Highlights of the July 2013 Contra Costa Lawyer edition include articles about criminal court budget cuts, side effects of the Realignment Legislation, defense counsel ethics and more.
The economic downturn has affected the criminal justice system in Contra Costa County. The deep budget cuts, furloughs, realignment and court closures have had a profound impact in our county on the way the law is meted out, prosecuted and defended on a macro and micro level. The accused have less money to hire counsel and, once hired, less money to do the things necessary for us to effectively represent them, raising additional ethical dilemmas.
Ninety-four discovery disputes have been assigned to discovery facilitators. A number of discovery disputes have been resolved through that process. Very few discovery motions have shown up on the court’s calendars. Our civil fast track judges are very appreciative of your help.
With the Walnut Creek courthouse no longer hearing criminal cases, we have had to absorb their very heavy misdemeanor caseload into Martinez. The Martinez criminal trial departments must now try all of the Walnut Creek misdemeanor trials as well as the bulk of the felony trials from throughout the county.
When the Realignment Legislation went into effect in October 2011, the shift of responsibilities from the state level to the county to alleviate prison over-crowding was hailed as one of the single most significant changes in the history of California’s criminal justice system. In reality, realignment could just as fairly been described as a “grand experiment” whose unintended consequences are only now coming to light.
Ethically, the budget slashing at public defenders offices all over the country has huge implications. Many offices have cut a lot of attorneys, while the caseloads coming into the offices are not decreasing. How can these lawyers meet their ethical duty to provide competent representation?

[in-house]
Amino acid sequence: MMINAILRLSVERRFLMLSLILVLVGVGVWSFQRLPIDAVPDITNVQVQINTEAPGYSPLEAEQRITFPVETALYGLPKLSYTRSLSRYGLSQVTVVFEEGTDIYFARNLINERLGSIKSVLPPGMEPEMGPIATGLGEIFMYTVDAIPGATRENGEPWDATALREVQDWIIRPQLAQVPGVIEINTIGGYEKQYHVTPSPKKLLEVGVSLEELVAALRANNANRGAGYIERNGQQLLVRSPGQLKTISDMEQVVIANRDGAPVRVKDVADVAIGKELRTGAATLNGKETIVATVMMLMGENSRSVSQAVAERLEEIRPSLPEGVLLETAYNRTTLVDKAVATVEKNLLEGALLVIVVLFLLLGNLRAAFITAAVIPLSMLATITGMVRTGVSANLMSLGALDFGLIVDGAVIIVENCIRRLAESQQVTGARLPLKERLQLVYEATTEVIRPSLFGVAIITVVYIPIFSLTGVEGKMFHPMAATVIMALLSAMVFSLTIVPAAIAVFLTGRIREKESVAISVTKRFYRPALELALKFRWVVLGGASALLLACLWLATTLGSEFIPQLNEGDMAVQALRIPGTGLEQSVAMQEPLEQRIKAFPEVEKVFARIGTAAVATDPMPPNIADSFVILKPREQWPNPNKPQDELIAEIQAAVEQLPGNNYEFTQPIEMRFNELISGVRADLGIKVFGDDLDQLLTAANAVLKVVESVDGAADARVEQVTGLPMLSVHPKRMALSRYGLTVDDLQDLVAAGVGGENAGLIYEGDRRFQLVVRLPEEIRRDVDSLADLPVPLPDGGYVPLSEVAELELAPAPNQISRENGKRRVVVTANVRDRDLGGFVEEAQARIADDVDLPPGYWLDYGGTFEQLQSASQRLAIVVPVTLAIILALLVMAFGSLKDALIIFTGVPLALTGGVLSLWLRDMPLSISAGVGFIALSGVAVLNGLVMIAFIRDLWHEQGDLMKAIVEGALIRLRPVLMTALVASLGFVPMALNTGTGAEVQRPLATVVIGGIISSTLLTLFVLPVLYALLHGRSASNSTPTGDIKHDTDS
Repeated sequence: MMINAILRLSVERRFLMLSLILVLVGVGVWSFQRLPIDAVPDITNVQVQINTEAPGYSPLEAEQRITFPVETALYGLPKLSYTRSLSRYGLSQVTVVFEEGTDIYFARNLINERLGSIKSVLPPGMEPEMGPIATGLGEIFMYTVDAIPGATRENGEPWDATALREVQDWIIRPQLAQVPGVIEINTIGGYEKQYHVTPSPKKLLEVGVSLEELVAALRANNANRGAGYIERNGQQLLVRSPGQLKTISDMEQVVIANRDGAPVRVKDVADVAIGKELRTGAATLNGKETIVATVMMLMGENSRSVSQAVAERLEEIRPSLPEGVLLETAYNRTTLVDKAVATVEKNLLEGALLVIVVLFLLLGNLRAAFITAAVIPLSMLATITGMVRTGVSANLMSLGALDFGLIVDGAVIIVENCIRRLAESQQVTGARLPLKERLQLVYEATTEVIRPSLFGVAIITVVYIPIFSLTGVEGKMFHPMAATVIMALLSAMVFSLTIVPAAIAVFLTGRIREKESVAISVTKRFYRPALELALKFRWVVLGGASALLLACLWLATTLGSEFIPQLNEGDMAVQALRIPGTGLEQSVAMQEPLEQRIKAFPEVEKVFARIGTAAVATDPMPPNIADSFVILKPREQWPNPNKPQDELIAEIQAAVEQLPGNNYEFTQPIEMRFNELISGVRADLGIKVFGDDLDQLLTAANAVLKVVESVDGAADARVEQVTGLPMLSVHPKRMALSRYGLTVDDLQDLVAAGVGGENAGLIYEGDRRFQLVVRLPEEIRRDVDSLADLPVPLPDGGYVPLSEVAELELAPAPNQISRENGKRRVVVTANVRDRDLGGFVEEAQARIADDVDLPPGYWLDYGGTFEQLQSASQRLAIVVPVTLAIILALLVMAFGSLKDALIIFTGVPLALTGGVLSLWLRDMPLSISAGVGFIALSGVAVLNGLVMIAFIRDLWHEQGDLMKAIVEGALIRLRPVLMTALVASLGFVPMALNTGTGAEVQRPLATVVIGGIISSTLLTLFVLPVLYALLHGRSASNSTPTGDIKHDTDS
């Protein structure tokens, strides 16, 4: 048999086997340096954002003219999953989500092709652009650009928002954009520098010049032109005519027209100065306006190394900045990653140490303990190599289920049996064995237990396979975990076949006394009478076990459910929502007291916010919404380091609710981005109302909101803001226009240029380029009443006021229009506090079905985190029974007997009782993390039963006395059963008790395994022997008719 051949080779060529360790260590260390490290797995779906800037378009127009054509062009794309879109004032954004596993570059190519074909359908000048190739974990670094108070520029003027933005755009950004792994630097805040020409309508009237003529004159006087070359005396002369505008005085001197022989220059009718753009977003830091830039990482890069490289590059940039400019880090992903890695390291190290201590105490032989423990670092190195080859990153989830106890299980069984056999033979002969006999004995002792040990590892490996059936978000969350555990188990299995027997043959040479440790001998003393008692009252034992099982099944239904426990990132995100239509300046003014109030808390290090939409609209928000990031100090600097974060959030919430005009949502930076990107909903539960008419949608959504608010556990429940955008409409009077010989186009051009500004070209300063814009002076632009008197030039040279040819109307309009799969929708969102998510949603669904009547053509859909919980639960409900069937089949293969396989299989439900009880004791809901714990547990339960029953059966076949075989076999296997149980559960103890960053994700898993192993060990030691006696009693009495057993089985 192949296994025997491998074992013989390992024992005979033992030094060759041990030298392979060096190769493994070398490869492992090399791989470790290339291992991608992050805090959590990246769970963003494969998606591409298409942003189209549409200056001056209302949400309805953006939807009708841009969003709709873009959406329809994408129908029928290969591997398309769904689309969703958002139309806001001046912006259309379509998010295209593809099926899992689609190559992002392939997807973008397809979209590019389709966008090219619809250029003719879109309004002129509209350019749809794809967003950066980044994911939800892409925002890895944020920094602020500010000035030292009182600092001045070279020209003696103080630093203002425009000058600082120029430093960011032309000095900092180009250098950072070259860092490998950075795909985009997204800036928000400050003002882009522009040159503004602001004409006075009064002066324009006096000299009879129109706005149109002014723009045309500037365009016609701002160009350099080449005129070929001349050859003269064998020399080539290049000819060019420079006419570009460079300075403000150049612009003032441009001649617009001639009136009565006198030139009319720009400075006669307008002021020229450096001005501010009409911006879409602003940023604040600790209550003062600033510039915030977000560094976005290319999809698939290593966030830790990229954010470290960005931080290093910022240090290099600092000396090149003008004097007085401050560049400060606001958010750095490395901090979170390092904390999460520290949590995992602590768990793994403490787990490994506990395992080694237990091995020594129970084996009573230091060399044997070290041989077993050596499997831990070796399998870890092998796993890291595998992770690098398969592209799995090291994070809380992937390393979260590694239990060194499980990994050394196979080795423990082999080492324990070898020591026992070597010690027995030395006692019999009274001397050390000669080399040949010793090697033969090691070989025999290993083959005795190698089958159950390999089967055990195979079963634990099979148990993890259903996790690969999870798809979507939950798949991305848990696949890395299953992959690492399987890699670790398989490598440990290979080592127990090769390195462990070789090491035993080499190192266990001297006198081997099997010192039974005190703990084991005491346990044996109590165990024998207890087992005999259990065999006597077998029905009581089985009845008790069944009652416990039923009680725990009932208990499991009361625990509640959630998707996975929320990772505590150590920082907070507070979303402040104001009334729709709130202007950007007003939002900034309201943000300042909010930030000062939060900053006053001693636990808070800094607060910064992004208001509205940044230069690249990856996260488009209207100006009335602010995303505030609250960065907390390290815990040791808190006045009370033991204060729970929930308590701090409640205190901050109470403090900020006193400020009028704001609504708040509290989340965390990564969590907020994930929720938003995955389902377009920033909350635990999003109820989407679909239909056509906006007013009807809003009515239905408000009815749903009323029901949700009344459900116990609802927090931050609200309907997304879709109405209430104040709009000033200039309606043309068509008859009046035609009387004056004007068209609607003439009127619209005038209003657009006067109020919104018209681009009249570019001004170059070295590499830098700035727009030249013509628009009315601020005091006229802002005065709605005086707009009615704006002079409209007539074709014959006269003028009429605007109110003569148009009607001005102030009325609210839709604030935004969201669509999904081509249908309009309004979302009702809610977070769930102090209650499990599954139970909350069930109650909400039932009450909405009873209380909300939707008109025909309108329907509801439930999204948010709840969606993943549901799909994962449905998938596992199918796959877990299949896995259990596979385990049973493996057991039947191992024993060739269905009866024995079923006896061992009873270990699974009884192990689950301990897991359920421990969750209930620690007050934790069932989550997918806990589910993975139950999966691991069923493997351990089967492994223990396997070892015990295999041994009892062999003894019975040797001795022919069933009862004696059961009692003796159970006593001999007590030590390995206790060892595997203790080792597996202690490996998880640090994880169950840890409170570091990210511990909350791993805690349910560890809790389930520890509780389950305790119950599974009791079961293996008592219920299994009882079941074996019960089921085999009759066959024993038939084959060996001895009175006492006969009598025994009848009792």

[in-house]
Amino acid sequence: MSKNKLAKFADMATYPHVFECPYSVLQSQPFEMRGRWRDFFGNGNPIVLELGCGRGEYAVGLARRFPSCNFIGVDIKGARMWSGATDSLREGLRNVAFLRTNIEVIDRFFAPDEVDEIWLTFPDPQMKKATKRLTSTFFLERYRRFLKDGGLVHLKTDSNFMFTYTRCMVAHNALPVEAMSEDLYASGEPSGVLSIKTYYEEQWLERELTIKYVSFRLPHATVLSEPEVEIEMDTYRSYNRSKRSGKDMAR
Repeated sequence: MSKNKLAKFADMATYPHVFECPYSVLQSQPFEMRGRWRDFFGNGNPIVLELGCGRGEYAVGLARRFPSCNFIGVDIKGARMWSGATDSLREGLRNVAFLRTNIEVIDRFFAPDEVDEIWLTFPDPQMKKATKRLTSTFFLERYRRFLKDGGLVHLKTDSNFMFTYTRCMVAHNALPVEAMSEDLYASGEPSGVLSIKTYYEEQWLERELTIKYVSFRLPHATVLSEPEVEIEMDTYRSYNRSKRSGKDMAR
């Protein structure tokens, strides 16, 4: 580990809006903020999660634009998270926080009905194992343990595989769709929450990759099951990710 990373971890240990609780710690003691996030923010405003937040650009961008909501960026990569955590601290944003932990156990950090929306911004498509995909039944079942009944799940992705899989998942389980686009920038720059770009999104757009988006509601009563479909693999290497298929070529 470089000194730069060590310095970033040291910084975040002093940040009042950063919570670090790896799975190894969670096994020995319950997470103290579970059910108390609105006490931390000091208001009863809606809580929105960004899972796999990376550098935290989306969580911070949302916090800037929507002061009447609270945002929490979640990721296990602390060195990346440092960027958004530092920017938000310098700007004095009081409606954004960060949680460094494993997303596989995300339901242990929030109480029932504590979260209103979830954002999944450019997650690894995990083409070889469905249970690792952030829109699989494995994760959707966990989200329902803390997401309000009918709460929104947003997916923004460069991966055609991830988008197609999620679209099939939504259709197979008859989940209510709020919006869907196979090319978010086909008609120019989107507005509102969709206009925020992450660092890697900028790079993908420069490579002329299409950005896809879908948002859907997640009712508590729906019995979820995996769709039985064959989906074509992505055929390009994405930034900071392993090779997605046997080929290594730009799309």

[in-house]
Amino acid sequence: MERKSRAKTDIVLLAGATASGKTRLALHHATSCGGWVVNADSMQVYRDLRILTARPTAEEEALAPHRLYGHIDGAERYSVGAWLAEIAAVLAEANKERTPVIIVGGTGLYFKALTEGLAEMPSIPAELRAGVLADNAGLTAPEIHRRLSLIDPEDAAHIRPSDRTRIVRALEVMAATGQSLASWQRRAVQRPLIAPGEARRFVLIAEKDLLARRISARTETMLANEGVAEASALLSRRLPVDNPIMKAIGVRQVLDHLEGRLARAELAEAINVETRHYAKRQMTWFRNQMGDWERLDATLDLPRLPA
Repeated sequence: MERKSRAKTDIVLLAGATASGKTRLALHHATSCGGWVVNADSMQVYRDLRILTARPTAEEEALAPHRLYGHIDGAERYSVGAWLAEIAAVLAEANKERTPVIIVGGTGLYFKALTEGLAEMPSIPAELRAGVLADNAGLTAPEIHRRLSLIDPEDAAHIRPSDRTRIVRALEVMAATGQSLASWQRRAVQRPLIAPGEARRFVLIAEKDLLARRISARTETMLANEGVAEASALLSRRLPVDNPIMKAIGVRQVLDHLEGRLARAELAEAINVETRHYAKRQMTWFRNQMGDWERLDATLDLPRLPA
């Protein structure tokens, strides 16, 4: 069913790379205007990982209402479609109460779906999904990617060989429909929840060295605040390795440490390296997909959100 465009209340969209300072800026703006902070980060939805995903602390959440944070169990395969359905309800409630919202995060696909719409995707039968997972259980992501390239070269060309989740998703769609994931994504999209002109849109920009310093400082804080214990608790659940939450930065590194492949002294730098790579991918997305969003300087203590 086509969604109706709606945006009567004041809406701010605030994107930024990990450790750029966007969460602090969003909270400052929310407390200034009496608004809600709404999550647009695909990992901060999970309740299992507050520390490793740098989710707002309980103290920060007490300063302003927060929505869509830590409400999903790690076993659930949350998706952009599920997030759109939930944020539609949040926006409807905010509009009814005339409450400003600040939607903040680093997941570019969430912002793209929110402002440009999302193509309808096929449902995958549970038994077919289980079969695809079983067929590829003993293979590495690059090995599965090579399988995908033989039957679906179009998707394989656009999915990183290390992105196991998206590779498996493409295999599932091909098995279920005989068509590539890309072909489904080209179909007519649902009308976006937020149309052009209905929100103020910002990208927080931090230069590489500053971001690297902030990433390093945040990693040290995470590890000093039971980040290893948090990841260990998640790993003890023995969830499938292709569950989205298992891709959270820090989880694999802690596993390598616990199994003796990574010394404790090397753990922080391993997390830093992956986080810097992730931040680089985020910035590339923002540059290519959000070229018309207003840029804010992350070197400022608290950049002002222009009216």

The plaintiff’s attorney Frank McCauley was like King, a no-holds brawler, in the twilight of his career, looking for one last victory. McCauley knew from his 47 years as a lawyer that the most difficult case for a plaintiff to win was a medical negligence trial. The defense won nearly 90 percent of the time, especially before Contra Costa juries. And this time, he was a 9 to 1 underdog facing the best lawyer from the top medical malpractice firm in the East Bay, ranked No. 1 in the heavyweight division and 30 years his junior.
Top Reasons for Membership: (1) To be part of the local legal community; (2) Provides information on my practice area/keeps me current; (3) Provides networking opportunities.
The Contra Costa County Bar Association has partnered with insurance brokers Myers-Stevens-Mello & Co. Inc. (MSM) to assist its members in navigating the upcoming changes in the insurance marketplace.
If you have a hankering for excellent food at tablecloth prices with the atmosphere of a barbeque or pizza joint, search no further.
The evening was an expansive discussion on many aspects of elder law, including both the estate planning, probate issues and criminal options. With the silver tsunami (i.e. the graying boomers) about to hit America, elder law issues are going to be more important than ever in the coming years.
This year marks the 22nd Annual Food From the Bar drive benefiting the Food Bank of Contra Costa and Solano. For our annual Res Ipsa Jokuitor Comedy Night in April, we invited comedian Will Durst to headline, plus the Irish Newsboys. We are proud to announce that this year, we broke the $1 million mark in cumulative FFTB donations!
The Criminal Law Section held an MCLE luncheon on May 9th. The topic was: What Lawyers Need to Know Today About Realignment. The speaker was Garrick Byers, Statue Decoder, CCC Public Defender’s Office.
On May 10th, the Employment Law Section held an MCLE breakfast on the topic of: Violence in the Workplace: Employer Obligations, Legal Issues and Threat Assessments.
“The privacy and dignity of our citizens [are] being whittled away by sometimes imperceptible steps. Taken individually, each step may be of little consequence. But when viewed as a whole, there begins to emerge a society quite unlike any we have seen—a society in which government may intrude into the secret regions of a [person’s] life.” – Former Justice William O. Douglas